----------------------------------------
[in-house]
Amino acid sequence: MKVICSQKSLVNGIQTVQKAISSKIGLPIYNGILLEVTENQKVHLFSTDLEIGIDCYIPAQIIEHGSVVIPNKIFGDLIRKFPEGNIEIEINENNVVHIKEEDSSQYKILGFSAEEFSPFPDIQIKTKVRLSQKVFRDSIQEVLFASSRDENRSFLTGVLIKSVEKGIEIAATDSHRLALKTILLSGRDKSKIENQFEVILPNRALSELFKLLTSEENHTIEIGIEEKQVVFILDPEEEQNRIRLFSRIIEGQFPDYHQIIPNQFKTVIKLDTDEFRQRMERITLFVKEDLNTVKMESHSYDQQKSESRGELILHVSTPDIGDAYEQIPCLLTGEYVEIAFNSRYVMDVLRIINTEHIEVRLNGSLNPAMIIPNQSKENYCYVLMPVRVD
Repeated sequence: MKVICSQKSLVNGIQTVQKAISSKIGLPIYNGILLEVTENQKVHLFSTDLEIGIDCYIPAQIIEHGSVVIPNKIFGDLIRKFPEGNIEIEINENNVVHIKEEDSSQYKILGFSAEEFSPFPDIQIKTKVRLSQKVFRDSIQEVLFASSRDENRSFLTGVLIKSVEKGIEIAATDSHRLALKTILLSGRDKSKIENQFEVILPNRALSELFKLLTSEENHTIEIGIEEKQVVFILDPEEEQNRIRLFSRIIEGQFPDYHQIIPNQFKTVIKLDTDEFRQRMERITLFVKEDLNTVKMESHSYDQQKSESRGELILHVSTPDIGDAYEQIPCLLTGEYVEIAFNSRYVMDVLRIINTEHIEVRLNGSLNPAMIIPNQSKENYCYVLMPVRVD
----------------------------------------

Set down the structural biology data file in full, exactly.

[in-house]
Amino acid sequence: MKVICSQKSLVNGIQTVQKAISSKIGLPIYNGILLEVTENQKVHLFSTDLEIGIDCYIPAQIIEHGSVVIPNKIFGDLIRKFPEGNIEIEINENNVVHIKEEDSSQYKILGFSAEEFSPFPDIQIKTKVRLSQKVFRDSIQEVLFASSRDENRSFLTGVLIKSVEKGIEIAATDSHRLALKTILLSGRDKSKIENQFEVILPNRALSELFKLLTSEENHTIEIGIEEKQVVFILDPEEEQNRIRLFSRIIEGQFPDYHQIIPNQFKTVIKLDTDEFRQRMERITLFVKEDLNTVKMESHSYDQQKSESRGELILHVSTPDIGDAYEQIPCLLTGEYVEIAFNSRYVMDVLRIINTEHIEVRLNGSLNPAMIIPNQSKENYCYVLMPVRVD
Repeated sequence: MKVICSQKSLVNGIQTVQKAISSKIGLPIYNGILLEVTENQKVHLFSTDLEIGIDCYIPAQIIEHGSVVIPNKIFGDLIRKFPEGNIEIEINENNVVHIKEEDSSQYKILGFSAEEFSPFPDIQIKTKVRLSQKVFRDSIQEVLFASSRDENRSFLTGVLIKSVEKGIEIAATDSHRLALKTILLSGRDKSKIENQFEVILPNRALSELFKLLTSEENHTIEIGIEEKQVVFILDPEEEQNRIRLFSRIIEGQFPDYHQIIPNQFKTVIKLDTDEFRQRMERITLFVKEDLNTVKMESHSYDQQKSESRGELILHVSTPDIGDAYEQIPCLLTGEYVEIAFNSRYVMDVLRIINTEHIEVRLNGSLNPAMIIPNQSKENYCYVLMPVRVD